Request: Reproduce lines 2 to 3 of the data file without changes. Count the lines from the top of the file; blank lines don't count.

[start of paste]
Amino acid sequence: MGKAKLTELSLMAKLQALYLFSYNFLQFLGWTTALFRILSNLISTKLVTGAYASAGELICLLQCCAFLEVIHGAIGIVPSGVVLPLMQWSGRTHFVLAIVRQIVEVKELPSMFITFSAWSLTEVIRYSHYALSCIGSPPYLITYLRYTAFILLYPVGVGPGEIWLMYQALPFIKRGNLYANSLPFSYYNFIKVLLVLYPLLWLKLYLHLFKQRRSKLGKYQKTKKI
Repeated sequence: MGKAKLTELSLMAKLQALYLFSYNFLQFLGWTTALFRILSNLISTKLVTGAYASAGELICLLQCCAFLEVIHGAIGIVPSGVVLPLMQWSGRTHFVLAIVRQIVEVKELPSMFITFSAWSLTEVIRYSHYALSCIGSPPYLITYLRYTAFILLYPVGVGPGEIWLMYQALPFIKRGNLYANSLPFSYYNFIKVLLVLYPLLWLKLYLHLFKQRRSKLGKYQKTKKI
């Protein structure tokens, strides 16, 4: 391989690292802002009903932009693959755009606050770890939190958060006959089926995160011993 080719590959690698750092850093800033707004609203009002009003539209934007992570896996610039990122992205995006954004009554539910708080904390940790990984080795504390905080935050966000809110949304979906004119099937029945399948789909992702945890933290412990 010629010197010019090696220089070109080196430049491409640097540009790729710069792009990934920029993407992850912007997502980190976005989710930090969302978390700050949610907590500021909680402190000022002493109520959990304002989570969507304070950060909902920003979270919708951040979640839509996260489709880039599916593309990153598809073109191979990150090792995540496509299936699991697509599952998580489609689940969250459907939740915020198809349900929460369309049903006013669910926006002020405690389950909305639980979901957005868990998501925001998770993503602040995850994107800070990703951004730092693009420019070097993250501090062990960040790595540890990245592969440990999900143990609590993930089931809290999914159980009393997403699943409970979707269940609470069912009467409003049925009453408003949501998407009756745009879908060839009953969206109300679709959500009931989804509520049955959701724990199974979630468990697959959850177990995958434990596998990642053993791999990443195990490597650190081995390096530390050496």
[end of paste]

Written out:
Repeated sequence: MGKAKLTELSLMAKLQALYLFSYNFLQFLGWTTALFRILSNLISTKLVTGAYASAGELICLLQCCAFLEVIHGAIGIVPSGVVLPLMQWSGRTHFVLAIVRQIVEVKELPSMFITFSAWSLTEVIRYSHYALSCIGSPPYLITYLRYTAFILLYPVGVGPGEIWLMYQALPFIKRGNLYANSLPFSYYNFIKVLLVLYPLLWLKLYLHLFKQRRSKLGKYQKTKKI
């Protein structure tokens, strides 16, 4: 391989690292802002009903932009693959755009606050770890939190958060006959089926995160011993 080719590959690698750092850093800033707004609203009002009003539209934007992570896996610039990122992205995006954004009554539910708080904390940790990984080795504390905080935050966000809110949304979906004119099937029945399948789909992702945890933290412990 010629010197010019090696220089070109080196430049491409640097540009790729710069792009990934920029993407992850912007997502980190976005989710930090969302978390700050949610907590500021909680402190000022002493109520959990304002989570969507304070950060909902920003979270919708951040979640839509996260489709880039599916593309990153598809073109191979990150090792995540496509299936699991697509599952998580489609689940969250459907939740915020198809349900929460369309049903006013669910926006002020405690389950909305639980979901957005868990998501925001998770993503602040995850994107800070990703951004730092693009420019070097993250501090062990960040790595540890990245592969440990999900143990609590993930089931809290999914159980009393997403699943409970979707269940609470069912009467409003049925009453408003949501998407009756745009879908060839009953969206109300679709959500009931989804509520049955959701724990199974979630468990697959959850177990995958434990596998990642053993791999990443195990490597650190081995390096530390050496």